# Approximation Algorithms

Geometric spaces naturally provide convenient representations for a variety of data types besides, of course, the 3D objects we encounter in the real world. The notion of proximity plays an important role in many computational problems defined on such geometric data, whenever the distance or similarity between entities is part of the formulation. Due to the fundamental limitations on our practical computational resources, we have to resort to approximations when evaluating some of the basic geometric questions involved when dealing with high-dimensional data.

My research in approximation algorithms revolves around the efficient covering of space using anisotropic elements, enabling fast look-ups while using the minimal amount of storage necessary. My first result in this area presented an optimal and greatly simplified data structure for approximate polytope membership testing. The data structure can be intuitively understood as a standard hierarchy of Delone sets with respect to the intrinsic Hilbert metric defined on the interior of the polytope. Through the close relationship between convex polytopes and approximate nearest-neighbor searching, I continued to apply this methodology to develop data structures for nearest-neighbor searching with non-Euclidean distance functions, e.g., convex distance functions and Bregman divergences, as well as highly anisotropic non-point sites, i.e., line segments.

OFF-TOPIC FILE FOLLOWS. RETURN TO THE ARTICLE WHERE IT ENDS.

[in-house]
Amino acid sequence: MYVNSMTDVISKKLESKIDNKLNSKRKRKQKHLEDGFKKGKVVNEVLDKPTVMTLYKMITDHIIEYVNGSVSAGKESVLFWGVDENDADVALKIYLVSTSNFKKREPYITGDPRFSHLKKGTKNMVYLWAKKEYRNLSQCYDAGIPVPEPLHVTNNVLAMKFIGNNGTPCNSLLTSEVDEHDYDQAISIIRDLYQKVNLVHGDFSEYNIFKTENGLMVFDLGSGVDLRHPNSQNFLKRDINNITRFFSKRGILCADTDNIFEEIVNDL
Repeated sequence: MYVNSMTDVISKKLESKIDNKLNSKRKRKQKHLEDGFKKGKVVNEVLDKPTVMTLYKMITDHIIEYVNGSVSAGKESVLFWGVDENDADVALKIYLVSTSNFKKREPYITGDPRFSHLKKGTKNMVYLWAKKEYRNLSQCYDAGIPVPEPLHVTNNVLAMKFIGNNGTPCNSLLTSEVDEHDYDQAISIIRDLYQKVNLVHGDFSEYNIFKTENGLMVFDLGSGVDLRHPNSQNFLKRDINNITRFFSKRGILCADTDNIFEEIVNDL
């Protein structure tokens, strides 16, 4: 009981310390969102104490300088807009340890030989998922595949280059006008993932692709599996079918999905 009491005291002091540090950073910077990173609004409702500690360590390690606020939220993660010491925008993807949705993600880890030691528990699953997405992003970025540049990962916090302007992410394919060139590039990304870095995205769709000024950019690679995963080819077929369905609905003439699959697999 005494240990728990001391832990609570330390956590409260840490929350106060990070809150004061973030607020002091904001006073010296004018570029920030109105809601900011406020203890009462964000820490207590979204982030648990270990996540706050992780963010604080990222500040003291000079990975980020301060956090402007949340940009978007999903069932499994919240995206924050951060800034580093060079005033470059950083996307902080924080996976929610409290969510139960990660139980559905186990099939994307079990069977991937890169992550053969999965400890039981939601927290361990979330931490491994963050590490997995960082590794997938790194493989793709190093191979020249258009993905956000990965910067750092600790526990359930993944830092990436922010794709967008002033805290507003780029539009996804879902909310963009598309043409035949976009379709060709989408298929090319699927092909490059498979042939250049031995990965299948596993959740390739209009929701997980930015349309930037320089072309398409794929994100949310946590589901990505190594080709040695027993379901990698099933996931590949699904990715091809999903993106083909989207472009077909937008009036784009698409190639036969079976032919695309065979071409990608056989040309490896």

My approach to geometric approximation algorithms is heavily inspired by my background in mesh generation. In my ongoing research, I continue to develop my understanding of distance functions with a particular focus on their differential properties, i.e., anisotropy. Some of the questions I ponder along this direction are directly relevant to the efficient representation and reconstruction of 3D surfaces.